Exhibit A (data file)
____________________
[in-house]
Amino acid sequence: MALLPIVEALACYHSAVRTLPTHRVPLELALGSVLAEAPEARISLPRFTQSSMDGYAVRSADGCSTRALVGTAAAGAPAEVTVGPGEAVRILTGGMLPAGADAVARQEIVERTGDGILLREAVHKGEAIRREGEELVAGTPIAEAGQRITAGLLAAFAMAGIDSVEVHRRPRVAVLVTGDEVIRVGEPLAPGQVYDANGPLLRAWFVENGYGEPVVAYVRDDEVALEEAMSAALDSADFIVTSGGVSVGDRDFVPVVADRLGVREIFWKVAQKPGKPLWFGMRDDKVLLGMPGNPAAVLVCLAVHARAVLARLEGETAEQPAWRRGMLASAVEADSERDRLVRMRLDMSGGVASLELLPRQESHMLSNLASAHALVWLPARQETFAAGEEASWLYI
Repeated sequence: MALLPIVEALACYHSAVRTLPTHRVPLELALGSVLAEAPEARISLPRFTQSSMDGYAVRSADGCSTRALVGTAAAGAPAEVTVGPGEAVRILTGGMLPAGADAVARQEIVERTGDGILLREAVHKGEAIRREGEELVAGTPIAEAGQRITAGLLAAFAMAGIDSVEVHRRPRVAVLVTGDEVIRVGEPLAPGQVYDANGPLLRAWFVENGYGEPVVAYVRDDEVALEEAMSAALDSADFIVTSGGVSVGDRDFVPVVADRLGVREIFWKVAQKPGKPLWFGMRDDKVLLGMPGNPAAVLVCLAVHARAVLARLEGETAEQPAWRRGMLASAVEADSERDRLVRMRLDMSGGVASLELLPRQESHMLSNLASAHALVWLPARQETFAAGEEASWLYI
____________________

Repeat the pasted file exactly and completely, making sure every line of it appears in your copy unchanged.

[in-house]
Amino acid sequence: MALLPIVEALACYHSAVRTLPTHRVPLELALGSVLAEAPEARISLPRFTQSSMDGYAVRSADGCSTRALVGTAAAGAPAEVTVGPGEAVRILTGGMLPAGADAVARQEIVERTGDGILLREAVHKGEAIRREGEELVAGTPIAEAGQRITAGLLAAFAMAGIDSVEVHRRPRVAVLVTGDEVIRVGEPLAPGQVYDANGPLLRAWFVENGYGEPVVAYVRDDEVALEEAMSAALDSADFIVTSGGVSVGDRDFVPVVADRLGVREIFWKVAQKPGKPLWFGMRDDKVLLGMPGNPAAVLVCLAVHARAVLARLEGETAEQPAWRRGMLASAVEADSERDRLVRMRLDMSGGVASLELLPRQESHMLSNLASAHALVWLPARQETFAAGEEASWLYI
Repeated sequence: MALLPIVEALACYHSAVRTLPTHRVPLELALGSVLAEAPEARISLPRFTQSSMDGYAVRSADGCSTRALVGTAAAGAPAEVTVGPGEAVRILTGGMLPAGADAVARQEIVERTGDGILLREAVHKGEAIRREGEELVAGTPIAEAGQRITAGLLAAFAMAGIDSVEVHRRPRVAVLVTGDEVIRVGEPLAPGQVYDANGPLLRAWFVENGYGEPVVAYVRDDEVALEEAMSAALDSADFIVTSGGVSVGDRDFVPVVADRLGVREIFWKVAQKPGKPLWFGMRDDKVLLGMPGNPAAVLVCLAVHARAVLARLEGETAEQPAWRRGMLASAVEADSERDRLVRMRLDMSGGVASLELLPRQESHMLSNLASAHALVWLPARQETFAAGEEASWLYI